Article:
Wednesday, March 1, 2017

Proverbs 12:26 --- The Most Precious Thing in the World

Proverbs 12:26    
The righteous chooses his friends carefully,
   but the way of the wicked leads them astray.

C. S. Lewis astutely observed, "Friendship can be a school of virtue, but also a school of vice."[1]  This is one reason why "the righteous chooses his friends carefully."  As the apostle Paul warned us, "Do not be deceived: 'Bad company ruins good morals'" (1 Corinthians 15:33).
A British monk named Aelred wrote a book on friendship in the twelfth century.  Aelred divides friendship into three classes.  First, carnal friendship, which "is based on the shared pursuit of pleasure."[2]  This shared pursuit could be anything from chasing a little white ball to chasing women, or I suppose, men.  Second, Aelred teaches there is worldly friendship.  This kind of friendship "is based on mutual advantage."[3]  Examples here might be, the mutually advantageous relationship between a golfer and his caddy, to keep the golf imagery alive, or a man and his mistress, to keep the sexual imagery alive.  Third, Aelred points to spiritual friendship.  This is based on "a mutual commitment to follow Jesus Christ."[4]

C. S. Lewis is right when he says that friendship starts when people find and share a common interest or passion.  "It [friendship] is found when we discover those travelling the same road as us, and decide to walk together."[5]  While there is nothing necessarily wrong with carnal or worldly friendship, especially when it relates to golf (my own biases may be showing through!) rather than prurient interests, the deepest friendship is spiritual friendship.  As Vaughan Roberts writes:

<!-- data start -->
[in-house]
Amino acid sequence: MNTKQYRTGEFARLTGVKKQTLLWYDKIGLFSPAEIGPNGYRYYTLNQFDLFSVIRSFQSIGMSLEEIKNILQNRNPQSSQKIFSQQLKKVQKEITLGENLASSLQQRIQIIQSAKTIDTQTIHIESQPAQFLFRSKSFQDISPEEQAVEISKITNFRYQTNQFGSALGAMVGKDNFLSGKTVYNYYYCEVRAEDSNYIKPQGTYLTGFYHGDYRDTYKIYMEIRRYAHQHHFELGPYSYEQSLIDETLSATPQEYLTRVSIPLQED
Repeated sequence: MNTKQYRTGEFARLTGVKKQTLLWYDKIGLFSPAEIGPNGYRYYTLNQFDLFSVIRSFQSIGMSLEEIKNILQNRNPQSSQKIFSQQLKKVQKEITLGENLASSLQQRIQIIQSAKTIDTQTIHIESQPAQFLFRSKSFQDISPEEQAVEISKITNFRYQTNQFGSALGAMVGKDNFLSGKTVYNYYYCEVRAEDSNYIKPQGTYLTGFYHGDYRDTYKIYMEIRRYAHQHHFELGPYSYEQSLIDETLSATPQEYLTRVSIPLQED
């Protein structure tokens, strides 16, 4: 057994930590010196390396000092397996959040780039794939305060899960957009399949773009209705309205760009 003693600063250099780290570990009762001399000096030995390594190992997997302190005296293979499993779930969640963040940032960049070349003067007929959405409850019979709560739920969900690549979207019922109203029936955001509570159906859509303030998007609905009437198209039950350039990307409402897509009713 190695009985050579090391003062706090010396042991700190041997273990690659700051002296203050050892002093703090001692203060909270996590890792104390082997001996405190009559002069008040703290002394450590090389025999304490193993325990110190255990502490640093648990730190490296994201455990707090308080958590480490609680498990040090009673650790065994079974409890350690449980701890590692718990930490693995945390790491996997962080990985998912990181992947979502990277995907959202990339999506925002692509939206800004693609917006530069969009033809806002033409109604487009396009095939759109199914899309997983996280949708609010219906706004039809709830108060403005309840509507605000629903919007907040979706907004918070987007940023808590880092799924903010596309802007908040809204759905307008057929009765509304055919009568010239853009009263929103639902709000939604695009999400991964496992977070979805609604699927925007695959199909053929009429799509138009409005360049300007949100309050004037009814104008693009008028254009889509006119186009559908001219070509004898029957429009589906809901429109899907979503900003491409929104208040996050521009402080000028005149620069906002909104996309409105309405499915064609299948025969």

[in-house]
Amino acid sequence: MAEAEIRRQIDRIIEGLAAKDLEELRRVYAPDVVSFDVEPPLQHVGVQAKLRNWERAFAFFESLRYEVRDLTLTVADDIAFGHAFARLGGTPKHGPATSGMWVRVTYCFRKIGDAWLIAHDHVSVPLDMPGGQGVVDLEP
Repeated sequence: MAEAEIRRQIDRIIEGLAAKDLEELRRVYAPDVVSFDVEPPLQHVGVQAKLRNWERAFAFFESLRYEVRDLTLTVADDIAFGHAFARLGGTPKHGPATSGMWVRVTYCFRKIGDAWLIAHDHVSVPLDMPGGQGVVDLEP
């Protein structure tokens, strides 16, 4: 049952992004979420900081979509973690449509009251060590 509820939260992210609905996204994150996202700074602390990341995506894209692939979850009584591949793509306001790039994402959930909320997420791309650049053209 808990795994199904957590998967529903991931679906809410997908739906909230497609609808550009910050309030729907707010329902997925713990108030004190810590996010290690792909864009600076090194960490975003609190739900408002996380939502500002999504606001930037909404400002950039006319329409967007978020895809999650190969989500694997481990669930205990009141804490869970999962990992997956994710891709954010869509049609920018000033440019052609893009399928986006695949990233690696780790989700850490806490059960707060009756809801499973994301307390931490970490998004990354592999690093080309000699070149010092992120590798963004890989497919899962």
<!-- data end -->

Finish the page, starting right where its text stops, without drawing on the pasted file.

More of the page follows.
"Christians have the ultimate common passion and shared goal, which encompasses the whole of life.  We have been called, as brothers and sisters, to belong to Christ's family, as we travel along the way of the cross throughout our lives, with our eyes fixed on the destination of the new creation to come, which Christ will introduce when he returns."[6]

The righteous want their deepest and most intimate friends to be those who share a common faith with us.  While it is fine to have friends with whom we share a love for stamp collecting or passing our classes together in school, as believers our deepest friendships will be with other believers.  For with such people we are on the same path, under the same cross, following the same Lord we trust and love, to the same glorious destination.  These are our true brothers and sisters, for as Jesus taught us, "whoever does the will of God, he is my brother and sister and mother" (Mark 3:35).  Among these, our brothers and sisters in Christ, will come our deepest friendships.

Jesus is our model for choosing friends carefully.  While he was certainly the friend of all sinners, nevertheless, he sought a deeper friendship with the disciples who followed him on earth, a still deeper friendship with the twelve, and the deepest of friendship with the three: Peter, James, and John.  

And so, "the righteous chooses his friends carefully" based on a common faith, a common walk, a common love, and a common goal.  But, sadly, no such consideration is in the heart and mind of the wicked.  The wicked person's way is the antithesis of the righteous.  The wicked has no fear of the Lord.  His faith is in himself.  The wicked do not walk in the way of the Lord, but follow the path of their own understanding (Proverbs 3:5).  The wicked have no love for the Lord, and this lack of love is the very thing that sends them to a different destination than the righteous.  For as the Spirit warns us, "If anyone has no love for the Lord, let him be accursed" (1 Corinthians 16:22).

Let us choose our friends carefully in the Lord.  Let us try to imitate our Lord in befriending all sinners who cross our path.  But, most of all, let us cultivate the friendship of all friendships, our friendship with our heavenly Father and his Son, Jesus Christ.  This is the friendship which is the most precious thing in all of this world.  We could ask for no greater gift than this, and yet it is a gift freely given, because God so loved the world that he gave us his only Son, who gave himself freely for us, offering his body on the cross.  Let us cherish such a friendship, which was made with such a price.


[1] Quoted by Vaughan Roberts in True Friendship: Walking Shoulder to Shoulder, 39.
[2] Ibid., 20.
[3] Ibid.
[4] Ibid.
[5] Ibid.
[6] Ibid., 21.

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